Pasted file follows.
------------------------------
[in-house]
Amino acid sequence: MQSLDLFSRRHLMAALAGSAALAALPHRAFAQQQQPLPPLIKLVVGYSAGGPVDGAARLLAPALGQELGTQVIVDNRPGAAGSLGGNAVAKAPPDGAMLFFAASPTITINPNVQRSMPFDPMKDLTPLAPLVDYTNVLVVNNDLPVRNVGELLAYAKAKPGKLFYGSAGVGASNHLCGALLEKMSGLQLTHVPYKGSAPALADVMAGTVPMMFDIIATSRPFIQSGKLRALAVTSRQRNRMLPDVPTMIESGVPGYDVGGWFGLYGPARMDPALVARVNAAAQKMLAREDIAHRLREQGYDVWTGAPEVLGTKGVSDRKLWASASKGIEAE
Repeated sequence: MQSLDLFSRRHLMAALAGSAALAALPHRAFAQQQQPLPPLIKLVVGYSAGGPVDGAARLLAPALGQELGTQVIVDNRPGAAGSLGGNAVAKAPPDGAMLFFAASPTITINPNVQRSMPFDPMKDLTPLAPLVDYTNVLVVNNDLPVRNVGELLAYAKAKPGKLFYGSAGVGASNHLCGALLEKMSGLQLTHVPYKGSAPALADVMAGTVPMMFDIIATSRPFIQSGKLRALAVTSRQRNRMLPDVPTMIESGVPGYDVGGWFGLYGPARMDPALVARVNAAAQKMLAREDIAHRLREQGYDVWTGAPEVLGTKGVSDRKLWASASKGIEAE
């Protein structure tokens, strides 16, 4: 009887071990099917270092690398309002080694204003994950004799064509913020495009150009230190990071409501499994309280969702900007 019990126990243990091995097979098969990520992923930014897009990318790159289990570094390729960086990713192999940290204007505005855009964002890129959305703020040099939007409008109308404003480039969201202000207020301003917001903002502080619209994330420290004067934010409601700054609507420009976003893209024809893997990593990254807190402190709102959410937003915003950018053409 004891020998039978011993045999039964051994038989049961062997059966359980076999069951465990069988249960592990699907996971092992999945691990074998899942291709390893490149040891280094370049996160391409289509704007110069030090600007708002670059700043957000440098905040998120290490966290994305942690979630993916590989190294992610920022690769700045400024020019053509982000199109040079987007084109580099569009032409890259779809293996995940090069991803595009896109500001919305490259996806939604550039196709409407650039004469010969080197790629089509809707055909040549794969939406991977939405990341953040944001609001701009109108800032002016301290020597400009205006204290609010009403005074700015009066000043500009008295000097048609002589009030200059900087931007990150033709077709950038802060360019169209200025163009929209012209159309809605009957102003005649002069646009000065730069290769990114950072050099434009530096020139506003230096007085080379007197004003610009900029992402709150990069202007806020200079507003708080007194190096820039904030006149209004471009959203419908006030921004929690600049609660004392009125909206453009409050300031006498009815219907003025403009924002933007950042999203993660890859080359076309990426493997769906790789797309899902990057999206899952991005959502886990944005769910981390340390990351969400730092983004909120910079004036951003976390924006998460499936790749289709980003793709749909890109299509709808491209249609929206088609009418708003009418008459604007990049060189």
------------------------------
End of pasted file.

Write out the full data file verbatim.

[in-house]
Amino acid sequence: MQSLDLFSRRHLMAALAGSAALAALPHRAFAQQQQPLPPLIKLVVGYSAGGPVDGAARLLAPALGQELGTQVIVDNRPGAAGSLGGNAVAKAPPDGAMLFFAASPTITINPNVQRSMPFDPMKDLTPLAPLVDYTNVLVVNNDLPVRNVGELLAYAKAKPGKLFYGSAGVGASNHLCGALLEKMSGLQLTHVPYKGSAPALADVMAGTVPMMFDIIATSRPFIQSGKLRALAVTSRQRNRMLPDVPTMIESGVPGYDVGGWFGLYGPARMDPALVARVNAAAQKMLAREDIAHRLREQGYDVWTGAPEVLGTKGVSDRKLWASASKGIEAE
Repeated sequence: MQSLDLFSRRHLMAALAGSAALAALPHRAFAQQQQPLPPLIKLVVGYSAGGPVDGAARLLAPALGQELGTQVIVDNRPGAAGSLGGNAVAKAPPDGAMLFFAASPTITINPNVQRSMPFDPMKDLTPLAPLVDYTNVLVVNNDLPVRNVGELLAYAKAKPGKLFYGSAGVGASNHLCGALLEKMSGLQLTHVPYKGSAPALADVMAGTVPMMFDIIATSRPFIQSGKLRALAVTSRQRNRMLPDVPTMIESGVPGYDVGGWFGLYGPARMDPALVARVNAAAQKMLAREDIAHRLREQGYDVWTGAPEVLGTKGVSDRKLWASASKGIEAE
């Protein structure tokens, strides 16, 4: 009887071990099917270092690398309002080694204003994950004799064509913020495009150009230190990071409501499994309280969702900007 019990126990243990091995097979098969990520992923930014897009990318790159289990570094390729960086990713192999940290204007505005855009964002890129959305703020040099939007409008109308404003480039969201202000207020301003917001903002502080619209994330420290004067934010409601700054609507420009976003893209024809893997990593990254807190402190709102959410937003915003950018053409 004891020998039978011993045999039964051994038989049961062997059966359980076999069951465990069988249960592990699907996971092992999945691990074998899942291709390893490149040891280094370049996160391409289509704007110069030090600007708002670059700043957000440098905040998120290490966290994305942690979630993916590989190294992610920022690769700045400024020019053509982000199109040079987007084109580099569009032409890259779809293996995940090069991803595009896109500001919305490259996806939604550039196709409407650039004469010969080197790629089509809707055909040549794969939406991977939405990341953040944001609001701009109108800032002016301290020597400009205006204290609010009403005074700015009066000043500009008295000097048609002589009030200059900087931007990150033709077709950038802060360019169209200025163009929209012209159309809605009957102003005649002069646009000065730069290769990114950072050099434009530096020139506003230096007085080379007197004003610009900029992402709150990069202007806020200079507003708080007194190096820039904030006149209004471009959203419908006030921004929690600049609660004392009125909206453009409050300031006498009815219907003025403009924002933007950042999203993660890859080359076309990426493997769906790789797309899902990057999206899952991005959502886990944005769910981390340390990351969400730092983004909120910079004036951003976390924006998460499936790749289709980003793709749909890109299509709808491209249609929206088609009418708003009418008459604007990049060189």